Many of the world’s largest organizations that were quick to participate in IT and business process outsourcing (BPO) are bringing operations back in-house and exploring alternatives.
According to a new study released today by Deloitte Consulting, dissatisfaction in areas that traditional outsourcing was expected to improve, such as costs and complexity, was found to be the primary reason behind participants’ negative responses.
The study, Calling a Change in the Outsourcing Market, revealed that 70% of participants have had significant negative experiences with outsourcing projects and are now exercising greater caution in approaching outsourcing.
One in four (25%) participants have brought functions back in-house after realizing that they could be addressed more successfully and/or at a lower cost internally, while 44% did not see cost savings materializing as a result of outsourcing.
Moreover, 57% of participants absorbed costs for services they believed were included in the contracts with vendors.
Nearly half of the study participants identified hidden costs as the most common problem when managing outsourcing projects.
“There are fundamental differences between product outsourcing and the outsourcing of service functions, differences that were overlooked but have now come to the fore,” said Ken Landis, a senior strategy principal at Deloitte. “Outsourcing vendors and companies may have conflicting objectives, putting at risk clients’ desire for innovation, cost savings, and quality.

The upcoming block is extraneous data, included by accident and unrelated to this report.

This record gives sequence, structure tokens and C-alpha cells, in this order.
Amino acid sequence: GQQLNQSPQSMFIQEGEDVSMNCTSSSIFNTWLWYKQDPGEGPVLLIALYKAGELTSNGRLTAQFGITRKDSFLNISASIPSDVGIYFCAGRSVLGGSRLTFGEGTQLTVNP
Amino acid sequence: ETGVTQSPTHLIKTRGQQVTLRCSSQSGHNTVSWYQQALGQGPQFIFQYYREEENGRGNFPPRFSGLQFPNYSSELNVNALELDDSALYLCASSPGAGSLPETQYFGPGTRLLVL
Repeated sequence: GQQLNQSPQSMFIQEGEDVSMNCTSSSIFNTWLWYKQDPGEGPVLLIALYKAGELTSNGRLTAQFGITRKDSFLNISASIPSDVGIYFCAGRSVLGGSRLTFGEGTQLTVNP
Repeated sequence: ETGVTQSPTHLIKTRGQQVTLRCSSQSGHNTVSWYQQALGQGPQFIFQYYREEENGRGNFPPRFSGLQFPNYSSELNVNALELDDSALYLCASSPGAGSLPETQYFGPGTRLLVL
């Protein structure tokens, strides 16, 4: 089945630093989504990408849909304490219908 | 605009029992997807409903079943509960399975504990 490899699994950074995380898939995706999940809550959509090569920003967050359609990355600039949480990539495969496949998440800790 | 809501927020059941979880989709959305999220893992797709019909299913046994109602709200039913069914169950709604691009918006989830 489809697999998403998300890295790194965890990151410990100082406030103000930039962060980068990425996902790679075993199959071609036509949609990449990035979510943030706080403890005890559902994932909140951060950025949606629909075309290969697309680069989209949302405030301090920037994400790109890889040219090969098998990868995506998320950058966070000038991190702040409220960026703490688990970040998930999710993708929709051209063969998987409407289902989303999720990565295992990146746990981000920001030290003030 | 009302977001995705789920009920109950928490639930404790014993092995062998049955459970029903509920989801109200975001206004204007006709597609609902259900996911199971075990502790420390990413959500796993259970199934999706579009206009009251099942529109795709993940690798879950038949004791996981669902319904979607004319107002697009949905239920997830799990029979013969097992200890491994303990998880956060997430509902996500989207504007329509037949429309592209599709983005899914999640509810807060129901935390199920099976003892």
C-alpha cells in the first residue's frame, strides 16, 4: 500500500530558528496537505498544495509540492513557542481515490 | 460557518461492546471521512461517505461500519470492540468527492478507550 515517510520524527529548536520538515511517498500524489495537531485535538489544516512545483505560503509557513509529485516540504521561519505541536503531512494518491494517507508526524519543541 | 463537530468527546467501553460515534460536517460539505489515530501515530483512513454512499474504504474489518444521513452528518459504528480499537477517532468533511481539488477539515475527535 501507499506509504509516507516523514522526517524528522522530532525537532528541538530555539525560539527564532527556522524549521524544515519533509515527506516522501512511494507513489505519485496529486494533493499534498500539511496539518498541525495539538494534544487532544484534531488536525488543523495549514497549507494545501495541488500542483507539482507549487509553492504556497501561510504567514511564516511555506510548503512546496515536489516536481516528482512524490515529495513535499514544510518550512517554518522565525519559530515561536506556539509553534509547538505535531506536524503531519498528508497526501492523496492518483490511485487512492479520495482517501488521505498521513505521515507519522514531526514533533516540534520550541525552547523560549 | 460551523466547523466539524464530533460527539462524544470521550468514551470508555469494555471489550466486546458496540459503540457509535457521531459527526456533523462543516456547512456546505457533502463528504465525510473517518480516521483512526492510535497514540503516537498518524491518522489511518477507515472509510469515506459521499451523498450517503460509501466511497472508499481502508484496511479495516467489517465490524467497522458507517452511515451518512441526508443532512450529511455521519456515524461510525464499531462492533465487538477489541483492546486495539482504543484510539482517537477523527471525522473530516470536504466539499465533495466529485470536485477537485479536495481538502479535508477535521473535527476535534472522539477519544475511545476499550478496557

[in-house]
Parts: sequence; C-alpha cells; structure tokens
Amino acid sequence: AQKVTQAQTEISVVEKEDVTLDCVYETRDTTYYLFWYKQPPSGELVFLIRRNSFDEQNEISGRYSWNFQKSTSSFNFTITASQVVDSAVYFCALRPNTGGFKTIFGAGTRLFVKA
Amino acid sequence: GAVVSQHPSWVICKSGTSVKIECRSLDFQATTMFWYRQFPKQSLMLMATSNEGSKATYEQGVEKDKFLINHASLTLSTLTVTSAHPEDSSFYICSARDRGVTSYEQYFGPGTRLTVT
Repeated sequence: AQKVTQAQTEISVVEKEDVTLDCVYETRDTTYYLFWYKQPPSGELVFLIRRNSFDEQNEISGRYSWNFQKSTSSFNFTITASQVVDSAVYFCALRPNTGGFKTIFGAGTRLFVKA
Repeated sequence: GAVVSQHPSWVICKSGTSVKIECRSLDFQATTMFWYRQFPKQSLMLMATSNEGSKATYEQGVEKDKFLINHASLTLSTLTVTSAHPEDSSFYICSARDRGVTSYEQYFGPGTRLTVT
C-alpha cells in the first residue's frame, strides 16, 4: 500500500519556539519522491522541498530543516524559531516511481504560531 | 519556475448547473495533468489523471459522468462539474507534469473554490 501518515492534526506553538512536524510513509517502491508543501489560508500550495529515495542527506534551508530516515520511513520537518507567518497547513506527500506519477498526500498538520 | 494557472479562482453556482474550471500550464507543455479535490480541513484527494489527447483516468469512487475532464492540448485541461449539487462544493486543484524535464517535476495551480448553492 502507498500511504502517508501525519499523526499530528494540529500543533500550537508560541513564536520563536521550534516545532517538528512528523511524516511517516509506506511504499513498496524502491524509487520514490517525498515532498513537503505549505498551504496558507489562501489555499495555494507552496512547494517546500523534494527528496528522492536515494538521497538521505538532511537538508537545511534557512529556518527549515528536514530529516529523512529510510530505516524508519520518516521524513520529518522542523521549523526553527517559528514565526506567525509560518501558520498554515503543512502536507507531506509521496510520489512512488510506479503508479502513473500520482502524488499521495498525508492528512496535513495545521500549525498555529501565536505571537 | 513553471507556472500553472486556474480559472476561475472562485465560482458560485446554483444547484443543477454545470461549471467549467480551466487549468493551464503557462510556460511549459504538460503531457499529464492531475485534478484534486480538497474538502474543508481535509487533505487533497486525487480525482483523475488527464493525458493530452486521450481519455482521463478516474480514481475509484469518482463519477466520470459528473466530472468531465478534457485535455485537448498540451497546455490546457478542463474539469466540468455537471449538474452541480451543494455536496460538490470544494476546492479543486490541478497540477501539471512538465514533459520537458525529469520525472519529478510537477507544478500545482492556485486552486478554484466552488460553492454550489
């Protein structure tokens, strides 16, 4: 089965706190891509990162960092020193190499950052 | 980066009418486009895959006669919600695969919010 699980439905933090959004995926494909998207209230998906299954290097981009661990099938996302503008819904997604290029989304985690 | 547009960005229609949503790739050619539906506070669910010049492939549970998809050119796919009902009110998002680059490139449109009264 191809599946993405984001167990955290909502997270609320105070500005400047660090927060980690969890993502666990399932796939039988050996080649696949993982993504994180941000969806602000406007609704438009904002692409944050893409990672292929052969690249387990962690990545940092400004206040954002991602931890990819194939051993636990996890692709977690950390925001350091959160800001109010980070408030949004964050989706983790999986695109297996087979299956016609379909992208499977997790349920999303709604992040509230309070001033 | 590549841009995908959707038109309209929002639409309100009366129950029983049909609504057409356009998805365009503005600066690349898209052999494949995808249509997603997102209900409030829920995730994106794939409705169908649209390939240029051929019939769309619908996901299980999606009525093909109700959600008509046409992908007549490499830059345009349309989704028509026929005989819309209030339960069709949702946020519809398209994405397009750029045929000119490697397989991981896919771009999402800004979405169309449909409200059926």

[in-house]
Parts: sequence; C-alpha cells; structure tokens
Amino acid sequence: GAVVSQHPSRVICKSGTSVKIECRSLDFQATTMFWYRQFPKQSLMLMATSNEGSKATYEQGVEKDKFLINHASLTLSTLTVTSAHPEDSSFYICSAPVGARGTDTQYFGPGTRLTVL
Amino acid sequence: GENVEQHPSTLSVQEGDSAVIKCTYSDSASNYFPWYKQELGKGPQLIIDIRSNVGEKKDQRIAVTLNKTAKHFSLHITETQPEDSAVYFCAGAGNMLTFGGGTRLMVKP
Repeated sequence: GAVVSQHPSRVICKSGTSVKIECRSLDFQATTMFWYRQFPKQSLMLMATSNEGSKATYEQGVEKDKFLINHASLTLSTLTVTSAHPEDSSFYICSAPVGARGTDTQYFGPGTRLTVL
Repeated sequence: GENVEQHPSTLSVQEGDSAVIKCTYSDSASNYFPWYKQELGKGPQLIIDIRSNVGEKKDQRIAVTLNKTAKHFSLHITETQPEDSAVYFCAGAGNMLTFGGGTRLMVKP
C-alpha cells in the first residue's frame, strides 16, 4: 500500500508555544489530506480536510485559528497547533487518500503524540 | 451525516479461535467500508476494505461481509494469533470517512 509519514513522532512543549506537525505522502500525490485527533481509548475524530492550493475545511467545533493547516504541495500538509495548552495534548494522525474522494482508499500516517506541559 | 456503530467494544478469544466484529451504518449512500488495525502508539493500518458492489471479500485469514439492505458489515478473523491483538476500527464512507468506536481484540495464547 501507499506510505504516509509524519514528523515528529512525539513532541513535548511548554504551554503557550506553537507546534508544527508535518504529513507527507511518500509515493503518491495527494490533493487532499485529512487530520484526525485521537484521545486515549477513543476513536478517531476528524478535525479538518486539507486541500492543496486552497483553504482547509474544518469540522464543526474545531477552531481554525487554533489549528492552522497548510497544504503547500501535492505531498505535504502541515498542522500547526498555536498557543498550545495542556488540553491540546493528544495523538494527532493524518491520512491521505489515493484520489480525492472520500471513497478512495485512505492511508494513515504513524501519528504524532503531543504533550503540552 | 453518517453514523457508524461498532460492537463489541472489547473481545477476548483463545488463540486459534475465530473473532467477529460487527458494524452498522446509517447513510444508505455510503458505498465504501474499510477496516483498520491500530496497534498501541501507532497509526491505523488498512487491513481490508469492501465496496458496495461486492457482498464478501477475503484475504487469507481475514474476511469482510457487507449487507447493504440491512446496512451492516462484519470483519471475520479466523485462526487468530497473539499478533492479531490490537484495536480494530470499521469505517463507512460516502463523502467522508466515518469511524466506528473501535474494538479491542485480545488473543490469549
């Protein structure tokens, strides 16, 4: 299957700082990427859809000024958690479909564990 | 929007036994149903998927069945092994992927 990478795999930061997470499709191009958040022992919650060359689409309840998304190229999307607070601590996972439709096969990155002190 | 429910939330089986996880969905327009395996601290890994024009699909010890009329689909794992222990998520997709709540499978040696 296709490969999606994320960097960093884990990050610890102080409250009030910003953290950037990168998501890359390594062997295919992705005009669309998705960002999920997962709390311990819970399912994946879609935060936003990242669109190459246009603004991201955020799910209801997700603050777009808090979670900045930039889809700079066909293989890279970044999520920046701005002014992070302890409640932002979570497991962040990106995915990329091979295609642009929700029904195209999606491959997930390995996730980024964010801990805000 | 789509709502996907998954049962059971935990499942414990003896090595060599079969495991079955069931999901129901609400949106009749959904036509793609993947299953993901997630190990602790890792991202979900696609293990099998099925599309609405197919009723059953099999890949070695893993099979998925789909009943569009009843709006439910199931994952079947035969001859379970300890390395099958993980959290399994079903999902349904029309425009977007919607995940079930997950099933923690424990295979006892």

“Moreover, the structural advantages envisioned do not always translate into cheaper, better, or faster services. As a result, larger companies are scrutinizing new outsourcing deals more closely, re-negotiating existing agreements, and bringing functions back in-house with increasing frequency.”
According to the study, participants originally engaged in outsourcing activities for a variety of reasons: cost savings, ease of execution, flexibility, and lack of in-house capability.
However, instead of simplifying operations, many companies have found that outsourcing activities can introduce unexpected complexity, add cost and friction into the value chain, and require more senior management attention and deeper management skills than anticipated.
Additional study findings discovered that:
The anticipated level of value is not always realized:
For outsourcing vendors, the paradigm is shifting:
“In the near term, outsourcing will become less appealing for large companies because it is not delivering the value as promised, and its appeal as a cost-savings strategy will also diminish as the economy recovers from recession and companies look for differentiated solutions to support their growth, said Landis.
“However, outsourcing can still deliver value to companies that enter into outsourcing for the right reasons using a right model such as centralize-standardize-outsource, transform-operate-transfer, commodities outsourcing, risk transfer, and shifting fixed costs to variable, and have superb talent in-house to manage these deals from inception to execution.”
Conducted in person during October through December 2004, the study included responses from senior executives who have both decision-making and operational authority in outsourcing in their organizations.
The participants represent 25 world-class organizations in manufacturing, transportation, consumer business, energy, financial services, technology/media/telecommunications, health care and the public sector.
Nearly half of the participants are part of the Fortune 500. One quarter are privately held or public sector entities and four are headquartered outside United States. Six are part of the Fortune 50, and three are ranked in Fortune Global 100.
The average participant has annual revenues of nearly $50 billion USD. Two notable academics, Dr. N. Venkatraman or Boston University and Dr. Eric Clemons of the University of Pennsylvania’s Wharton School of Business, also participated in the study.